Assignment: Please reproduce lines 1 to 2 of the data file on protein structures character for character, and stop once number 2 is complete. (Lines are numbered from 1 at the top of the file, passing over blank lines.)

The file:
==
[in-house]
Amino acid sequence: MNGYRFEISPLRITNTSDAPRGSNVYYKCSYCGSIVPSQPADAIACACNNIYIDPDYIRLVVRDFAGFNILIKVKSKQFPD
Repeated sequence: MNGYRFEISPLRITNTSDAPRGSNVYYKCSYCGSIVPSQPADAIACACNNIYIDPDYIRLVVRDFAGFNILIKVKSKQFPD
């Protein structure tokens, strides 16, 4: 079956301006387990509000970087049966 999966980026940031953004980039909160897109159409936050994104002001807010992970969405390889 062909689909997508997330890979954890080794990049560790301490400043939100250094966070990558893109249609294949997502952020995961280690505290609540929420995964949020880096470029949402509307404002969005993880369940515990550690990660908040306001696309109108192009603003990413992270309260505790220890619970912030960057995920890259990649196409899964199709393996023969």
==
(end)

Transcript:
[in-house]
Amino acid sequence: MNGYRFEISPLRITNTSDAPRGSNVYYKCSYCGSIVPSQPADAIACACNNIYIDPDYIRLVVRDFAGFNILIKVKSKQFPD